Everyone should live their lives that way, but especially Christians!

Games have set rules. If you cheat, you are penalized, disqualified, and lose. This life has conflicting rules. The world is so diverse, filled with people who devise their own moralities. We live in a world where its becoming unacceptable to say someone is not playing by the rules. The world worships the Individual’s right to make up their own rules; and don’t dare challenge someone about their choices.

Religion takes the rules God has established and adds their own agendas. It’s a powerful weapon in the hands of people who desire to control others. One group says you have to act or even dress a certain way. Another group may have a different interpretation of the very same Scripture. What makes these standards so dangerous is that each group presents it as “God’s laws”. Judaizers!

A lawyer asked Jesus which was the “first” (primary, most important) commandment of God. Why would he ask that specifically? Maybe because he knew that he was unable to keep the hundreds of “God’s laws” their faith required. But, if he knew what was the most important commandment to God, he could make certain he didn’t break that one. The Lord told the lawyer (and us) to love God with all that you have and all of your being, and love everyone else as you love yourself. Jesus said that was all of the sum of the law. If you obeyed those two rules, then you are obedient to God.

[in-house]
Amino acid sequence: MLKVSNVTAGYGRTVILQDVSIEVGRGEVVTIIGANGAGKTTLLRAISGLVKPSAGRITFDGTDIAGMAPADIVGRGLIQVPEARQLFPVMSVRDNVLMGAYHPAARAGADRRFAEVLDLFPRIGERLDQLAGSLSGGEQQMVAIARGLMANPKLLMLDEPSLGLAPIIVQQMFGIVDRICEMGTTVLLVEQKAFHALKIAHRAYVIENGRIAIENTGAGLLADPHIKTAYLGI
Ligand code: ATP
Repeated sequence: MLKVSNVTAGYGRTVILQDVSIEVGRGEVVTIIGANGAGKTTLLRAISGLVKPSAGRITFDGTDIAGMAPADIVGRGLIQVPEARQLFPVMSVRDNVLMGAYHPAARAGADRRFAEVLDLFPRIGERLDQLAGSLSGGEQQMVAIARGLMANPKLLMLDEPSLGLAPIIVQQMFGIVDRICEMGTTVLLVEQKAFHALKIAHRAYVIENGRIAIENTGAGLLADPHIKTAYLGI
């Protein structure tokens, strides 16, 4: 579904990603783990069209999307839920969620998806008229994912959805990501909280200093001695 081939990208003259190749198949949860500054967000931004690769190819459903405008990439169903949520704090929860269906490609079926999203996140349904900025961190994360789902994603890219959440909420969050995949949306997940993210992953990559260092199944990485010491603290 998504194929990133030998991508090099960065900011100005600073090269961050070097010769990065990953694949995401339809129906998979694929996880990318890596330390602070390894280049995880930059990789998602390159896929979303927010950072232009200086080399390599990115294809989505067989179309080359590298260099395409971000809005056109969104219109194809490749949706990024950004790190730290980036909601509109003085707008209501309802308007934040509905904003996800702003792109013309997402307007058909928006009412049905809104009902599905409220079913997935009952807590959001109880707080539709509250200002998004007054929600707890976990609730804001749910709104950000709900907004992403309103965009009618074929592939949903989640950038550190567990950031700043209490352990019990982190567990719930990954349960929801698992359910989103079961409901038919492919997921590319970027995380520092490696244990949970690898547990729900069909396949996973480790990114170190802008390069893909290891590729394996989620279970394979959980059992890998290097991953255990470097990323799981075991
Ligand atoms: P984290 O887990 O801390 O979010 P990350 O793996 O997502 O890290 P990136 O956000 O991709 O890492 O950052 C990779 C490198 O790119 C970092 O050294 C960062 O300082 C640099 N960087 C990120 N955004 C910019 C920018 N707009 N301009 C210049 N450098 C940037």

Of course, the two and greatest commandment (no, that’s not a typo!) are really one, and entirely too rich and deep in meaning to address in a short article like this. Let’s really encapsulate: Love. So the rules to this “game of life”, as set by the game designer are simple: LOVE. Simple, right?

Or is it?

Because It Was Torn

******************* This article is based on the first chapter of my book, More Than Songs. *******************

  By Mike Mattice